Thanks to the project ‘Geothermal energy for STEM’ (Science Technology Engineering Mathematics) secondary education students can now visit the Balmatt site in Mol. The idea is to introduce young people to deep geothermal energy. Today, students in year 5 and 6 from Geel (Kogeka) and Mol (Technical Institute St. Paulus) were the first to learn about the offer for schools on the Balmatt site. This in the presence of deputy Ludwig Caluwé, the project partners, teachers, principals, business leaders and entrepreneurs.

Deep geothermal energy plays an important role in the field of energy of the future. If Belgium wants to achieve the binding target of 13% renewable energy by 2020 in an efficient manner, we need to focus more on sustainable energy. One of the sources with an important potential for green energy and electricity in Antwerp and Limburg is geothermal energy. In order to distribute the energy efficiently to the end users, the development of deep geothermal energy must be coupled with the rollout of heating networks. All the more reason to introduce students to deep geothermal energy and heating networks. During an intensive class visit to ‘Geothermal energy for STEM’, spectacular demonstrations, attractive presentations and a unique exhibition on deep geothermal energy will feature on the site where the first exploratory drilling for deep geothermal energy in Flanders is taking place.

The Kempen as a pioneer in deep geothermal energy

The Kempen has taken a pioneering role in Flanders on deep geothermal energy. On 14 September 2015, VITO launched an exploratory drilling to over 3.5 km on the Balmatt site. The drilling must demonstrate that it is possible in the Kempen to pump up hot water from the subsurface and to use it for heating and electricity production. If the drilling meets expectations, it opens possibilities for the construction of dozens of geothermal power plants and for the creation of several heating networks in Antwerp and Limburg.

“Via this project we want to encourage young people to take the step towards Science and Technology. There is a need for structural focus on engineering and science in education and a good cooperation between education and businesses. Only this way we are well on our way to respond to the demand for skilled technical personnel from the market in the long term. And only this way we can stimulate the engineering talents of young people. We also want to introduce students to an important, sustainable type of energy for the Kempen and Limburg. We do not have the earth as a precious inheritance, but we are renting it from the people who come after us.” Says Jan Hendrickx, Managing Director at Voka KvK Kempen.

Unique STEM project

“Given the strong social relevance of this future-oriented project and the need to further intensify the foundation for new technologies, VITO is committed to create a STEM project on deep geothermal energy”, says Dirk Fransaer, Managing Director at VITO. From the very beginning of the drilling activities on the Balmatt site, VITO has involved schools from all education networks and STEM classes in the project. “The story of deep geothermal energy and heating networks in the broad sense provides starting points in a variety of disciplines and is a school example of lifelike, contemporary and sustainable learning”, says project coordinator Swa De Schutter. “The huge enthusiasm and willingness of schools to cooperate created the demand for class visits and we soon realised it is a unique opportunity to let them learn about these technologies and infrastructure.”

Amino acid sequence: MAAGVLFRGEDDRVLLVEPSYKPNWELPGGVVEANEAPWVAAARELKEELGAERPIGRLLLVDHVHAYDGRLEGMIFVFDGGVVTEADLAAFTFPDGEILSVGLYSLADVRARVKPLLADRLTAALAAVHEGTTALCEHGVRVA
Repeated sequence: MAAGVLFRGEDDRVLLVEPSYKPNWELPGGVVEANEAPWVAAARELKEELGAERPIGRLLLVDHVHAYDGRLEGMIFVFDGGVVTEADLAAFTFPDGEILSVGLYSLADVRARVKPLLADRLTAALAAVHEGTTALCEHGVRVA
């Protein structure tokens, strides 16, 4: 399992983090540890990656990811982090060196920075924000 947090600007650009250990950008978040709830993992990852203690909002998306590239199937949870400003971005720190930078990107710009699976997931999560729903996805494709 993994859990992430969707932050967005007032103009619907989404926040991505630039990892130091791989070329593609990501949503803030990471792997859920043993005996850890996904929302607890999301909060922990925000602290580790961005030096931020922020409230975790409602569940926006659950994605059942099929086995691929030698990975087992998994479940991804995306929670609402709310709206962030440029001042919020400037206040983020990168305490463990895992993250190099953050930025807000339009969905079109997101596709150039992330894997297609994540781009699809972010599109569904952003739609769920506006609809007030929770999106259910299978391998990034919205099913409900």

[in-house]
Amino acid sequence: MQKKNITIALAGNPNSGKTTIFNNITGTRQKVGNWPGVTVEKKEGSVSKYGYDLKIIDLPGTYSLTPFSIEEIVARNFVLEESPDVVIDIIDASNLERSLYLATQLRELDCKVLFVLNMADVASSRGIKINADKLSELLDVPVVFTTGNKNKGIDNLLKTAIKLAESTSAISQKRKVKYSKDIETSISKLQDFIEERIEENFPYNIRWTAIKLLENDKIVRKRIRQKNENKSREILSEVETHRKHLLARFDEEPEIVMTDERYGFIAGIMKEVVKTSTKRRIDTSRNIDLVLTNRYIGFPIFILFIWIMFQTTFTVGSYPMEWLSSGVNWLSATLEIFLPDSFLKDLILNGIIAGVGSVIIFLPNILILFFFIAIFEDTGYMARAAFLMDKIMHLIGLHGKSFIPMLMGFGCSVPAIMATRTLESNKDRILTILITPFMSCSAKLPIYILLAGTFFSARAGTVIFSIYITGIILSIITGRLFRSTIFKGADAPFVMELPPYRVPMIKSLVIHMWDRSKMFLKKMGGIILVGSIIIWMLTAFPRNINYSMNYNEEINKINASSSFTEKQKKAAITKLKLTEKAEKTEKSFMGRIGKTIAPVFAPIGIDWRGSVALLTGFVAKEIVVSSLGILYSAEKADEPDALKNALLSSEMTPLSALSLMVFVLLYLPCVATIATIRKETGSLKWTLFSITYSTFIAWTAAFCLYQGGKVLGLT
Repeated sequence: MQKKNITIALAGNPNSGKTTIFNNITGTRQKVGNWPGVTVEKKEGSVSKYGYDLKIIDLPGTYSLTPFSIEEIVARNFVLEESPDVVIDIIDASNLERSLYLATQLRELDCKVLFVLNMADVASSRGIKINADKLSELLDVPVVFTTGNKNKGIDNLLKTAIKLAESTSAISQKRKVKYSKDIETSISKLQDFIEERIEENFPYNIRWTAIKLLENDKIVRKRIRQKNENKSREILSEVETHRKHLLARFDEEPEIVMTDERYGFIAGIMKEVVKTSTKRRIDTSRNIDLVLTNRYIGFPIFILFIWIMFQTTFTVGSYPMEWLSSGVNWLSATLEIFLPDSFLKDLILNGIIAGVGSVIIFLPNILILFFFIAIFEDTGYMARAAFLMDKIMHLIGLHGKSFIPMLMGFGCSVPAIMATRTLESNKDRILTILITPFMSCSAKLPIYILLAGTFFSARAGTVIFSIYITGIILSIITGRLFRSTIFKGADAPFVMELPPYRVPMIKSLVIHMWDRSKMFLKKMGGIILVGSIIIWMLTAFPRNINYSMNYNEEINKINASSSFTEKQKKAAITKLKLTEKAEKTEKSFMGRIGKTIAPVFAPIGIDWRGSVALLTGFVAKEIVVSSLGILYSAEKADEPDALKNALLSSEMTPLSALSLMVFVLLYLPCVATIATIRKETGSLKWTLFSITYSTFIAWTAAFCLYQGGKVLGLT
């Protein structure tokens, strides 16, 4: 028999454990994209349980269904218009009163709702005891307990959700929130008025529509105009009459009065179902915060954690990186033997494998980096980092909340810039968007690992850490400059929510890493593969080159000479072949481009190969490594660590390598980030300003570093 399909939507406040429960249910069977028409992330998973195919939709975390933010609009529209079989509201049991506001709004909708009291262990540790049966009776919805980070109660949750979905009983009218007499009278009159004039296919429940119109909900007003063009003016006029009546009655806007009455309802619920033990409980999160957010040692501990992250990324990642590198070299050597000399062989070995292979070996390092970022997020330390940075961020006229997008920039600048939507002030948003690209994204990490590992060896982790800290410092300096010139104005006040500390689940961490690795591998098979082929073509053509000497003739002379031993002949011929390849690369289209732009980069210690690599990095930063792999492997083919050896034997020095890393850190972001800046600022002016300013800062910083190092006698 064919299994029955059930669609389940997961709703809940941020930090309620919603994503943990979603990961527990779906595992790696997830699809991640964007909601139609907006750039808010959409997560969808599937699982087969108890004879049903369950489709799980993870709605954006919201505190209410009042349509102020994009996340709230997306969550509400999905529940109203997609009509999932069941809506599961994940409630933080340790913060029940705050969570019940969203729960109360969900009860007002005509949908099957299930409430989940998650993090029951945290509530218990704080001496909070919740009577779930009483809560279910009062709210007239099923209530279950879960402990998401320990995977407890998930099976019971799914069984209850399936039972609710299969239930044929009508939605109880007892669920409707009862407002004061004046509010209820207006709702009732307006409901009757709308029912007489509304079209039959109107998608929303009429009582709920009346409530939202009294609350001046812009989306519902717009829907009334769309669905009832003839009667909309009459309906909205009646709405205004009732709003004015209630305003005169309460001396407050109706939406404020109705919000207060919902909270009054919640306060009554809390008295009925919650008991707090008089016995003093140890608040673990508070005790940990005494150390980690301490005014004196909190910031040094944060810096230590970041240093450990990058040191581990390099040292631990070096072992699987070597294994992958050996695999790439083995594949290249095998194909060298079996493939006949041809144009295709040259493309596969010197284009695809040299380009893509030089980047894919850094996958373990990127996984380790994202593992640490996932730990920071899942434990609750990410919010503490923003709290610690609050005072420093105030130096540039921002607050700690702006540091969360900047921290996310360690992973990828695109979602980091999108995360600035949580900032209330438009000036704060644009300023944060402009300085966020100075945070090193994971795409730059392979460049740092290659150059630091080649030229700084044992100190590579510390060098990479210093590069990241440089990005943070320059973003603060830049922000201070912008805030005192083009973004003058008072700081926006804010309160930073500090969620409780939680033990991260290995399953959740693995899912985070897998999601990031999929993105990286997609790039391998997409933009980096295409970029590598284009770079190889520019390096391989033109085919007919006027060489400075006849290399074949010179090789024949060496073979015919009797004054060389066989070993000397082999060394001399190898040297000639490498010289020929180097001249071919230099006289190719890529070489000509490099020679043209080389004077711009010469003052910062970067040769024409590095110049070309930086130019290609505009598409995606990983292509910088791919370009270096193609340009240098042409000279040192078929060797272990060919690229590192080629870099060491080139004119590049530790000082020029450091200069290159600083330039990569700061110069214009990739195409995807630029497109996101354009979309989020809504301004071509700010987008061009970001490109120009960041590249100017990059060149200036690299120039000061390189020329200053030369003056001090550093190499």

Kick-off experience days

Right from the start it was clear that creating awareness for this type of energy and inspiring young people is an important task. “In the coming years the need for technically skilled people to design and create geothermal energy plants and heating networks will rise. Think of pipe fitters, welders, scientists and engineers. The class visits offer schools a unique opportunity to learn on site and to stimulate interest. This is how we want to get education, employment and entrepreneurship on the same page with regard to ‘Geothermal energy for STEM”, explains Ludwig Caluwé, deputy for economy and innovation.

Students in year 5 and 6 Biotechnical Sciences at Kogeka Geel and students in year 6 car technology of TISP in Mol were present at the kick-off. They were the first to experience a visit to the Balmatt site. An interesting and educational experience.


Thanks to grants from the Province of Antwerp and support by VOKA Kempen, these class visits can take place. VITO is responsible for the technical and scientific development of the programme and the support for the participating schools in the realisation of STEM projects. VITO has made its rooms available, furnishes them and guides the people of GoodPlanet Belgium who will give the groups a tour.


Schools who are interested in discovering this wonderful type of energy can register for a visit via www.goodplanet.be/geothermie-voor-stem.


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